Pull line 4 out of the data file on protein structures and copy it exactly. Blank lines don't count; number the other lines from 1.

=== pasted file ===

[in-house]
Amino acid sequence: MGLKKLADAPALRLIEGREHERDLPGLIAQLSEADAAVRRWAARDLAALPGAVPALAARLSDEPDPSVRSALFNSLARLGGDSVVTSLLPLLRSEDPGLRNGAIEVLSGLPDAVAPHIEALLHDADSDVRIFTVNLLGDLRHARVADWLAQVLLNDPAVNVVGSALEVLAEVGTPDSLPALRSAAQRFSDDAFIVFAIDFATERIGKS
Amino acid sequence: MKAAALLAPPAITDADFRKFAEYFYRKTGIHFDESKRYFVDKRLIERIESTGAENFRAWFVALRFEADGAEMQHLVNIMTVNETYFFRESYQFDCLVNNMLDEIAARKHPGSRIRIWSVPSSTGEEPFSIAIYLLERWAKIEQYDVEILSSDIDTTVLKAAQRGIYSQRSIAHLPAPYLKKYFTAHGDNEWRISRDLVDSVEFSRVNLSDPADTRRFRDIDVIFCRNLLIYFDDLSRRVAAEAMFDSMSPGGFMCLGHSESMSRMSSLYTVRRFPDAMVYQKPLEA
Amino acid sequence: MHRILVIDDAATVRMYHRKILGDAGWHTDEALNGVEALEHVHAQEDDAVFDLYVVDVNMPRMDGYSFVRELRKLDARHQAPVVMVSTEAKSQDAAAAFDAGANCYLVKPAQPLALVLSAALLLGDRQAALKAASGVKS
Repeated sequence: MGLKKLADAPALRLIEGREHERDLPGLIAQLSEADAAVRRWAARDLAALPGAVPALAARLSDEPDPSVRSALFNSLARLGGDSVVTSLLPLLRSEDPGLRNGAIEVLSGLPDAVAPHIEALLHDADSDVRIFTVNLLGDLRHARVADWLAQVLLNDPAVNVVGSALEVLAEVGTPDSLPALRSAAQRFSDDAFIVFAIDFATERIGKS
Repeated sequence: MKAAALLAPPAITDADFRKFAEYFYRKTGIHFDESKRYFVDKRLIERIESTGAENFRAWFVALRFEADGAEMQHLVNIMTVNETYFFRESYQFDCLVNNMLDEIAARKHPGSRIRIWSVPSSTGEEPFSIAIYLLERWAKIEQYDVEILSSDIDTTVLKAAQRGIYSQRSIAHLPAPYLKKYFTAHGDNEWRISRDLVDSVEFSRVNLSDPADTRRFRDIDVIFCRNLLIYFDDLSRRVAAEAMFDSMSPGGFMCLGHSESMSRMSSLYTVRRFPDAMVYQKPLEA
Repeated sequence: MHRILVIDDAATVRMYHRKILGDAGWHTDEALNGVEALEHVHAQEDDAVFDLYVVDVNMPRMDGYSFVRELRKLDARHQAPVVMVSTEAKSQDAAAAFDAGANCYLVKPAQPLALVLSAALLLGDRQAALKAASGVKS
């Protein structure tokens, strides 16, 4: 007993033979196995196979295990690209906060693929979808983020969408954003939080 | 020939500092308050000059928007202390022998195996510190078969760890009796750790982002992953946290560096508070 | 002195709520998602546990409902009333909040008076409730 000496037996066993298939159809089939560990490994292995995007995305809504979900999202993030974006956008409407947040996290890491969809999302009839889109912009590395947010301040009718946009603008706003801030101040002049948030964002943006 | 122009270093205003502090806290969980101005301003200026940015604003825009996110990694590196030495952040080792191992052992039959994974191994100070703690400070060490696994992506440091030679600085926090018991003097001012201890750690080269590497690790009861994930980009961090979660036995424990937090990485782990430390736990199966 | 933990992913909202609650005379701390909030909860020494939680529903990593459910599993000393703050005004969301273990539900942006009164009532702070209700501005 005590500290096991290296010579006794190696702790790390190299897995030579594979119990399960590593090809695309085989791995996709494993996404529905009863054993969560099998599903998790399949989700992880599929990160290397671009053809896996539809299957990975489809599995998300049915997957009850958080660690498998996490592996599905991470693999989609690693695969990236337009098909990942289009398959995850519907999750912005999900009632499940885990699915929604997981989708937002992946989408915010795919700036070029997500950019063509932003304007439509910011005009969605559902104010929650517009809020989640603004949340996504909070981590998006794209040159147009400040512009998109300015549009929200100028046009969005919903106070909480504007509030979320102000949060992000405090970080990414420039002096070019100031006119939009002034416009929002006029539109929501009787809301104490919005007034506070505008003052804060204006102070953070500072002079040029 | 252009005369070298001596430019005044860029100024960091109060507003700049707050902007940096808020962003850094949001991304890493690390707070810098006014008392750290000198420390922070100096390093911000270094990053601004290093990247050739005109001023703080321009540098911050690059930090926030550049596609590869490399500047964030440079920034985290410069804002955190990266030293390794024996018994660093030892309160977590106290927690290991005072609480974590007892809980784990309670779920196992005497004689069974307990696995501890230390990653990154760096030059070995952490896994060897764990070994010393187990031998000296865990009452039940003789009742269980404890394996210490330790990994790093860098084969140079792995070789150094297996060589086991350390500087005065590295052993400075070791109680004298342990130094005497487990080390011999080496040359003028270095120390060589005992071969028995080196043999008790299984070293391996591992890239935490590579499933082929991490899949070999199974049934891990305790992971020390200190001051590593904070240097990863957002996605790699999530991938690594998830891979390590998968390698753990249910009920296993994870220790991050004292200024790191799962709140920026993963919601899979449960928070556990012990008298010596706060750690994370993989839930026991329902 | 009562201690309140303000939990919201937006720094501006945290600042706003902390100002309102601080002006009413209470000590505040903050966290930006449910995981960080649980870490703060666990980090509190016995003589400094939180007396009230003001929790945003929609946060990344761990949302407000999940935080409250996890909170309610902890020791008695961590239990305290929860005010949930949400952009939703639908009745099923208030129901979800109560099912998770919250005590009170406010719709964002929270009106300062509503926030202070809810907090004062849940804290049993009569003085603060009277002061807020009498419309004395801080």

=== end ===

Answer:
Amino acid sequence: MHRILVIDDAATVRMYHRKILGDAGWHTDEALNGVEALEHVHAQEDDAVFDLYVVDVNMPRMDGYSFVRELRKLDARHQAPVVMVSTEAKSQDAAAAFDAGANCYLVKPAQPLALVLSAALLLGDRQAALKAASGVKS